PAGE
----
|Pulling In The Reins On Ad Quality
|The great debate over quality versus quantity is null and void when it comes to digital ads and the ultimate judge is the user.
In a recent survey, 76% of publishers said user experience on their sites has been impacted by ad quality challenges, and 66% report that poor ad quality has negatively affected their revenue. Poor ad quality can encompass an array of unwanted ad types from sexually explicit/offensive and politically polarizing to clickbait and deceptive offers.
If only the solution was as easy as flipping the off switch on all bad ads and keeping users happy all the time. But that would do away with programmatic advertising as we know it — the convenience of filling inventory that comes at the price of transparency and audience trust.
|A bad ad experience will cause a user to ghost your site faster than a Tinder first date with no mention of why and definitely no intention of returning. Unfortunately, that bounce won't be realized until the user is long gone. Pubs, you just can't afford to waste first-party data like that.
Conversely, publishers delivering positive user experiences gain loyal friends and active brand champions. Unfortunately, these wins are diverting your attention away from improving the programmatic process and gaining better control over bad ads flowing through the old ad tech pipes and landing on your pages.
Sho who needs to own this process and what does that even mean? Depending on publication size and allocated budgets, there are only three ways we can think of:
Put More on Ad Ops: No thank you. While this process should live with ad ops teams, adding another task to an already overflowing plate seems counterproductive.
Acquire New Hires: At least one (ideally more) new team member dedicated solely to programmatic tracking but this maintains a level of manual processes.
Adopt New Ad Tech: Adopting a tool is likely the most ideal option if publishers can afford it. It’s important however to fully assess the available options. A tool that just flags bad ads still requires a new addition to the team or it will bog down ad ops with what feels like a micromanager in machine form. An end-to-end tool is great but this will require meticulous prep work and a regularly scheduled assessment to maximize its use.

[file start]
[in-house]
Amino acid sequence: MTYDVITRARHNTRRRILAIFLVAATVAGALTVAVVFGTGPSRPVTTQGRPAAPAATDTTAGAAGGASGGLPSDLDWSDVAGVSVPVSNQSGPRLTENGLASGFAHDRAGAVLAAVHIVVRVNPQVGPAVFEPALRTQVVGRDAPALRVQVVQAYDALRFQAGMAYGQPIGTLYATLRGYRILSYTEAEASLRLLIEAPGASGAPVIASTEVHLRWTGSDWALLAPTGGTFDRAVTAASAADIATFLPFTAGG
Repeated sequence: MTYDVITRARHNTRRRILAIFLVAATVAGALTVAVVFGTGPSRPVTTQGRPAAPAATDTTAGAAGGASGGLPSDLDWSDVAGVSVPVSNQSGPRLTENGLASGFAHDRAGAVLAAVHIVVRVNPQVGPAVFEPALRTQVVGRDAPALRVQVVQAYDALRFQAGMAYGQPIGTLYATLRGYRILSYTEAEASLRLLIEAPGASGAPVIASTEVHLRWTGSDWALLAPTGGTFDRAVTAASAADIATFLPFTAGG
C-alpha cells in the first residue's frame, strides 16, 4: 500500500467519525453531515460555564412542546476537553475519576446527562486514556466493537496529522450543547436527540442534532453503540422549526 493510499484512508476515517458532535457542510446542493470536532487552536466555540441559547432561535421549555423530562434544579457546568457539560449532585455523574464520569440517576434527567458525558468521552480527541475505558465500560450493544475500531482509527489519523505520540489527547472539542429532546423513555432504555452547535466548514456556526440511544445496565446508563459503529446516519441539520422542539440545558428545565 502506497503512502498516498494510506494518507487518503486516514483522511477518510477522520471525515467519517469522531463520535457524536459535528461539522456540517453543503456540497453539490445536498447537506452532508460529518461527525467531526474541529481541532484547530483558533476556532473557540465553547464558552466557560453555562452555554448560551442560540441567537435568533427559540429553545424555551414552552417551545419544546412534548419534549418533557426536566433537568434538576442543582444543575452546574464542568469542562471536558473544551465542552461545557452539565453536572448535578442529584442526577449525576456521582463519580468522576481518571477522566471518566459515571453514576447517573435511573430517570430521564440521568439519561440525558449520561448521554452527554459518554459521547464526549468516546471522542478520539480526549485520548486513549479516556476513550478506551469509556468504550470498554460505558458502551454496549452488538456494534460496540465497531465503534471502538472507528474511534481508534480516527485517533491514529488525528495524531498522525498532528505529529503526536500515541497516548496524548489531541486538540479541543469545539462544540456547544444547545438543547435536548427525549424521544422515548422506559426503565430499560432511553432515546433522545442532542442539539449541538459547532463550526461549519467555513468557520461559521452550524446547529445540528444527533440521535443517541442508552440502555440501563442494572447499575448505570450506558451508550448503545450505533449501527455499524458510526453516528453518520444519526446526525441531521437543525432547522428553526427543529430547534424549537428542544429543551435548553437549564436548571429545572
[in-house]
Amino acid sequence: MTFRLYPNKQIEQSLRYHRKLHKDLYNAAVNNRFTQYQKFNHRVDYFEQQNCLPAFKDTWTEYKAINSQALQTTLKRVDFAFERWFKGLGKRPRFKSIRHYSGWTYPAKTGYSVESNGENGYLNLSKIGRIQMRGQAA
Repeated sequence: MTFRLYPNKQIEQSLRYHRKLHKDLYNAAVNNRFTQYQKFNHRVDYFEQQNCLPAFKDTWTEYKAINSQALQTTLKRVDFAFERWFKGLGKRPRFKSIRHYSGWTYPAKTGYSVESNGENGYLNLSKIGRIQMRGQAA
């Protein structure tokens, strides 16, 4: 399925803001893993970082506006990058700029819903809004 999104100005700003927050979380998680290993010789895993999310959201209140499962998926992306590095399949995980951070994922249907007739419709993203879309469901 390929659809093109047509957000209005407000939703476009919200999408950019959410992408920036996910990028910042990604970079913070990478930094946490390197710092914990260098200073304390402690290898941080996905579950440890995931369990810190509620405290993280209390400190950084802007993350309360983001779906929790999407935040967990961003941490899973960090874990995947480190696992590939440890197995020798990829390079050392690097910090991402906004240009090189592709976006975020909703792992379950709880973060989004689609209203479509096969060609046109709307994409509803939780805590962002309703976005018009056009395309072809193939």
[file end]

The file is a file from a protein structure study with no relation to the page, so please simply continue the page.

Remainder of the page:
No matter which direction a publisher chooses to go in, ad ops will be a crucial part of the dream team.
|Diving Deep for Data and Deals
|First surpassing open exchange spend in 2020, private marketplace ad revenues are forecast to exceed open exchange spend by 43% in 2022 and by 60% in 2023. At the same time, research shows that 86% of marketers feel that first-party data will be vital to them moving forward.
Nonetheless, as the IAB recently found, even though 70% of publishers feel that they are ready for the loss of the third-party cookie, 53% of data leaders think that their first-party data assets are not being leveraged in advertising and marketing.
|As we shift into a post-cookie landscape, media buyers will be looking for new ways to partner with publishers to gain preferential access to inventory and data. Agencies will be looking to integrate first-party data into their buying strategies, including offering publisher-specific media buys or curated deals. By shifting to more direct buying models via increased usage of deals, PMPs, and more, publishers can control access to their proprietary data assets – including audience and contextual data - and see CPMs increase anywhere from 50 to 100% by layering on their first-party data.